My third confession is that I’ve judged my husband.
(What? Judge not that you be not judged?)
I’m married to a hard worker, a wise parent, a dedicated Christ-follower, and a caring, sensitive husband.
And for the record, I’ve read tons of marriage books, I’ve learned about the pivotal issues of love and respect, and I’ve enjoyed a wonderful marriage for fourteen-and-one-half years.
Yet, in my heart of hearts… how much I’ve judged.
When he’s working too hard — He’s becoming a workaholic.
When he relaxes on the couch — Doesn’t he care about all the work I have left?
When I need parenting help — I wish he would handle this.
When he steps in to handle something — That is NOT the right approach for this situation.
When there’s not time for family devotions — He just doesn’t see the spiritual needs in our family like I do.
When he creates a routine for family devotions — Why does he have to be so rigid?
Oh yes, from my lofty vantage point, I have [mis]judged him to be selfish, uncaring, and decidedly less spiritual.
Well, God dropped a book in my lap last week that I now highly recommend — What Your Husband Isn’t Telling You by David Murrow.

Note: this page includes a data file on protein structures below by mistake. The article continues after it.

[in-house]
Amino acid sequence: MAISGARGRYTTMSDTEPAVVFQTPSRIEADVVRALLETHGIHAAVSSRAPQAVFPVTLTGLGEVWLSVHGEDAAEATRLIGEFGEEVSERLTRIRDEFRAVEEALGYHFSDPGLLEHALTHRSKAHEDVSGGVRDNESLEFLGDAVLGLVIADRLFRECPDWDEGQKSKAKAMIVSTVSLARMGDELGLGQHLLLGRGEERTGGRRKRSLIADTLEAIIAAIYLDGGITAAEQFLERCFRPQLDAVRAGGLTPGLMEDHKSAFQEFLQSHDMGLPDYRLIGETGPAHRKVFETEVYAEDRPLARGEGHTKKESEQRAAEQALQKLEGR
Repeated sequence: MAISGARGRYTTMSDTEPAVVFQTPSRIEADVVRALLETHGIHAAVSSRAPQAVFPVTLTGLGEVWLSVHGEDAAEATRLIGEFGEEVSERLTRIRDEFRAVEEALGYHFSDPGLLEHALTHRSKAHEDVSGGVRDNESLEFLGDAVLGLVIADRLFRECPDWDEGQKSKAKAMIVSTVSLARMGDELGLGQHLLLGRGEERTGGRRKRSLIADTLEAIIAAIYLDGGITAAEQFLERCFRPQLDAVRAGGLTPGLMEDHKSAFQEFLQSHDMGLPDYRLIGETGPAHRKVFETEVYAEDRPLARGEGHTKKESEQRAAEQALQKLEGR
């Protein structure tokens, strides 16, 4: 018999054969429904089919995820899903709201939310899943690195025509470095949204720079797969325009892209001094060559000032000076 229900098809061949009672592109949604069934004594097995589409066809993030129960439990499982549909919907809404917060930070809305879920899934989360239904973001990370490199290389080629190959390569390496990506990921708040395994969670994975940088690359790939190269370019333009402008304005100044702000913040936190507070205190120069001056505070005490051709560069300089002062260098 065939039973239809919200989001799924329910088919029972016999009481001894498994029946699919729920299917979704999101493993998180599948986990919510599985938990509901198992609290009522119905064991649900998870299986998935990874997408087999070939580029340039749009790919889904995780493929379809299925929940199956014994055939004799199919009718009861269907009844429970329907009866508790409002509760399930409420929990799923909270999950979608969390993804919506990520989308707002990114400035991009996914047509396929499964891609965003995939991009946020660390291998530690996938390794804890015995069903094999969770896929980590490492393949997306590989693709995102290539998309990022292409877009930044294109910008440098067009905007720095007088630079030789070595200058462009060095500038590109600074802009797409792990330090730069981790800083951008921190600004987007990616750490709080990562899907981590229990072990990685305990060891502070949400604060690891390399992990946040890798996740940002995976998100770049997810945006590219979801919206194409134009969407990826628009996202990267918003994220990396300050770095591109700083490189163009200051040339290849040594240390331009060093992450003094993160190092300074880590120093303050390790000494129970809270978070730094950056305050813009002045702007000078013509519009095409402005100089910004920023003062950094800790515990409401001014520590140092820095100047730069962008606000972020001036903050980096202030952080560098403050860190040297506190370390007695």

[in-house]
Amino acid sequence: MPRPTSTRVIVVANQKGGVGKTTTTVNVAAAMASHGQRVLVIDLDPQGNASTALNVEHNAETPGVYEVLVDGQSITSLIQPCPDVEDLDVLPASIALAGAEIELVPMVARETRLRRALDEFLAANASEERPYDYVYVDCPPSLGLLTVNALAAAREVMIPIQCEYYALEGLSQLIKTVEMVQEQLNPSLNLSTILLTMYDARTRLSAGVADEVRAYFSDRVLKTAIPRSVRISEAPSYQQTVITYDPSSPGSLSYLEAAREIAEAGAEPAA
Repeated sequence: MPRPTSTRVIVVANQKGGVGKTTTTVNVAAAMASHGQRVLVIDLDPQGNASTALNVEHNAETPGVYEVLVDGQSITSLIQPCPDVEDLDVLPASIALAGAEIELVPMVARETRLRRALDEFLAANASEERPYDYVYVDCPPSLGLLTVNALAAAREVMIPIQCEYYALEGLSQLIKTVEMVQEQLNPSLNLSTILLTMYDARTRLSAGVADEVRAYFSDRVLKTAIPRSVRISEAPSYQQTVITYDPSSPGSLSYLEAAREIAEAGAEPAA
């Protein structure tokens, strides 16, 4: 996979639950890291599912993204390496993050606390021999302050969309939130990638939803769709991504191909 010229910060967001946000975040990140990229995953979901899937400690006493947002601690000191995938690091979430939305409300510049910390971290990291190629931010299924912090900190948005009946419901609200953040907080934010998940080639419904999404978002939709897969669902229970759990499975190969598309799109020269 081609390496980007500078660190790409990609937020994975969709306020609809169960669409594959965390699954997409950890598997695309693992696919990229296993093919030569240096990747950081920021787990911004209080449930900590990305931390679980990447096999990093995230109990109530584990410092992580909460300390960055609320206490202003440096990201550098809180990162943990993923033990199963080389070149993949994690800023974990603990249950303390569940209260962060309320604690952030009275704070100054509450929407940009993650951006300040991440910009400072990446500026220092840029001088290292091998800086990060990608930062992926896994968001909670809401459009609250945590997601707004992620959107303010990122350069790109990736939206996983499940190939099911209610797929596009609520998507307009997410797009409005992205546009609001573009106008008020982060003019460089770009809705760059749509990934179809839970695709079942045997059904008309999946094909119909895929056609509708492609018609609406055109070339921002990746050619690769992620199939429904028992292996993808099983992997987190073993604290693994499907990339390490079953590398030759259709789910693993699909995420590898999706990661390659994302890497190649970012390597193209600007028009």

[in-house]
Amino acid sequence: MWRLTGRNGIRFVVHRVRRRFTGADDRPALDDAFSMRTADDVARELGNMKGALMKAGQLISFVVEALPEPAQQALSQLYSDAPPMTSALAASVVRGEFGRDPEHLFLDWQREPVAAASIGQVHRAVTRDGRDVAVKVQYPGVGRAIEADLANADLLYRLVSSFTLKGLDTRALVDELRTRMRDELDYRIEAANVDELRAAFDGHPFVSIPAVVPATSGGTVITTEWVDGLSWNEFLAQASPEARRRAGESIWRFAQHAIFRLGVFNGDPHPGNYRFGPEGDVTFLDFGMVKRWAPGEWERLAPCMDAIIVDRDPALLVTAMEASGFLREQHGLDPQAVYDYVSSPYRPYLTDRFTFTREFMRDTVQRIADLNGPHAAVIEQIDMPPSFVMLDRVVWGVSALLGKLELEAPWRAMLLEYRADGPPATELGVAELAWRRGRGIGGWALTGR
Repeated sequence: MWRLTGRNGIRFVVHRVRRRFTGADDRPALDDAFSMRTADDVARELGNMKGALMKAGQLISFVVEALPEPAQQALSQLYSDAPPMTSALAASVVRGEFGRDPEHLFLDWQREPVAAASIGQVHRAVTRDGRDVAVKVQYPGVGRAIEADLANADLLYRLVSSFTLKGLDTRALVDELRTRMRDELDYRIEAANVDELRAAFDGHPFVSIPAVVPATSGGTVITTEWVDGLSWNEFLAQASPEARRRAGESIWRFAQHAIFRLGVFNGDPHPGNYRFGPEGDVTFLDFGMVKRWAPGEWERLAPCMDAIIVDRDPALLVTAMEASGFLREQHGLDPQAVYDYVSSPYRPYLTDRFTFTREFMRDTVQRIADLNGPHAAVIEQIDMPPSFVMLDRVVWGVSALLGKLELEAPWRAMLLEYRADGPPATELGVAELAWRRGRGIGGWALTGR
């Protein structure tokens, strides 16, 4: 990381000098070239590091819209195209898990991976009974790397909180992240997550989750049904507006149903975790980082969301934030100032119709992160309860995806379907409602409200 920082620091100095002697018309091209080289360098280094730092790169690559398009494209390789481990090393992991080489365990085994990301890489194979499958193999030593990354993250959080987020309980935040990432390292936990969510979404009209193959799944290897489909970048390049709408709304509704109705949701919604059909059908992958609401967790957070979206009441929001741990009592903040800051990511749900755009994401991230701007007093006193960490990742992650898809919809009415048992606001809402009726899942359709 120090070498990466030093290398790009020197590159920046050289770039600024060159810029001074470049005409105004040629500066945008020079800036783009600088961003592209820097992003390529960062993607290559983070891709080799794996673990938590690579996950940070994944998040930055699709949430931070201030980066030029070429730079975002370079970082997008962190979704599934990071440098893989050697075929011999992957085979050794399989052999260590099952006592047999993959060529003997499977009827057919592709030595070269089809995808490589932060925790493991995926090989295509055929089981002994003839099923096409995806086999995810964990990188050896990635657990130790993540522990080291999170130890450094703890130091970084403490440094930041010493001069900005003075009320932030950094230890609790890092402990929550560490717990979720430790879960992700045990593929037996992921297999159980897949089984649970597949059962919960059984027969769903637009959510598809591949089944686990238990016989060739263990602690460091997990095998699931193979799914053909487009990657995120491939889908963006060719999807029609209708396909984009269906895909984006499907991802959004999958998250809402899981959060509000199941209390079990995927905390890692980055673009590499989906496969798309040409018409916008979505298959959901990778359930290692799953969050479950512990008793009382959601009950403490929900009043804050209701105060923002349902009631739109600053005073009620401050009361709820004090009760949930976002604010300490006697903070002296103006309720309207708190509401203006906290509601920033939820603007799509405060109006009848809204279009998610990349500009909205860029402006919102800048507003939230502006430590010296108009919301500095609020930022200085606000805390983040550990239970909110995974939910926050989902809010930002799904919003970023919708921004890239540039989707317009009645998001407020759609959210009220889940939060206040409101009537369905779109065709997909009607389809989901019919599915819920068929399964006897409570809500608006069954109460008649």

I’ve gained a profound understanding of the why’s… the working, the parenting, and the spiritual leadership, just to name a few.
I look back (at um, a few days ago) and am horrified that my goal has so often been to conform my husband to my “godly,” feminine way of life.
The God-given instincts to protect and provide, the differences in the male brain, the changes in society, especially since the Industrial Revolution, and the way we Western Christians “do church” provide significant answers to the great mysteries (and in the female mind, the CRIMES) of men.
I am truly grateful for fresh insight into the various aspects of my husband (and sons), but even if I hadn’t been provided with the results of such incredible study, I would have been accountable for my judgmental heart. Some other profound words have been around for quite a while…
Love suffers long and is kind; love does not envy; love does not parade itself, is not puffed up; does not behave rudely, does not seek its own, is not provoked, thinks no evil; does not rejoice in iniquity, but rejoices in the truth; bears all things, believes all things, hopes all things, endures all things. Love never fails.
1 Corinthians 13:4-8
Maybe you can relate. Will you pray with me?
Jesus, I’m sorry for my own self-righteousness. I’m sorry I’ve so often assumed the worst about the incredible husband you gave me. Thank you for creating him in your image — for creating him to be so different than me. Help me to honor and respect him, to understand him better, and to love him – not puffing myself up, not assuming evil, but bearing all things, believing all things, and hoping all things. I admit again how much I need YOU to change my heart. In Jesus’ name, Amen
*Don’t forget to check out David Murrow’s book. Maybe you can add it to your Christmas list! I promise you will learn something you’ve never learned before!
But before you do, let me know… what are you learning these days about loving, respecting and believing the best about your husband?